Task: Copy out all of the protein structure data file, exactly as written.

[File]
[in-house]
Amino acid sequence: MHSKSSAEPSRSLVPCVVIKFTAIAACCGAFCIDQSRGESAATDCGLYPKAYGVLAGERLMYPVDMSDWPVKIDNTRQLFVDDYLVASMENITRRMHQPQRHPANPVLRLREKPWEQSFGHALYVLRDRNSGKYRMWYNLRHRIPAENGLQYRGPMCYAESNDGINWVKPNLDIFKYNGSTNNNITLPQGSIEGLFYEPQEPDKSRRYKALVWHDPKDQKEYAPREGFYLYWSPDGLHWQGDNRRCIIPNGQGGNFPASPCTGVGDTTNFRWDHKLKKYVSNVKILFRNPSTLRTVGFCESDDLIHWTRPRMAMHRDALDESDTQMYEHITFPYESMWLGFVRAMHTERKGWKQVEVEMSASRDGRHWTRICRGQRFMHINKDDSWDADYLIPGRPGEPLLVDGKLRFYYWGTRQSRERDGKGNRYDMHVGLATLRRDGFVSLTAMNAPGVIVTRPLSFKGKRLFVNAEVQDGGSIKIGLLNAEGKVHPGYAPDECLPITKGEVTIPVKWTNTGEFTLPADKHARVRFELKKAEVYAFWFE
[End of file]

[in-house]
Amino acid sequence: MHSKSSAEPSRSLVPCVVIKFTAIAACCGAFCIDQSRGESAATDCGLYPKAYGVLAGERLMYPVDMSDWPVKIDNTRQLFVDDYLVASMENITRRMHQPQRHPANPVLRLREKPWEQSFGHALYVLRDRNSGKYRMWYNLRHRIPAENGLQYRGPMCYAESNDGINWVKPNLDIFKYNGSTNNNITLPQGSIEGLFYEPQEPDKSRRYKALVWHDPKDQKEYAPREGFYLYWSPDGLHWQGDNRRCIIPNGQGGNFPASPCTGVGDTTNFRWDHKLKKYVSNVKILFRNPSTLRTVGFCESDDLIHWTRPRMAMHRDALDESDTQMYEHITFPYESMWLGFVRAMHTERKGWKQVEVEMSASRDGRHWTRICRGQRFMHINKDDSWDADYLIPGRPGEPLLVDGKLRFYYWGTRQSRERDGKGNRYDMHVGLATLRRDGFVSLTAMNAPGVIVTRPLSFKGKRLFVNAEVQDGGSIKIGLLNAEGKVHPGYAPDECLPITKGEVTIPVKWTNTGEFTLPADKHARVRFELKKAEVYAFWFE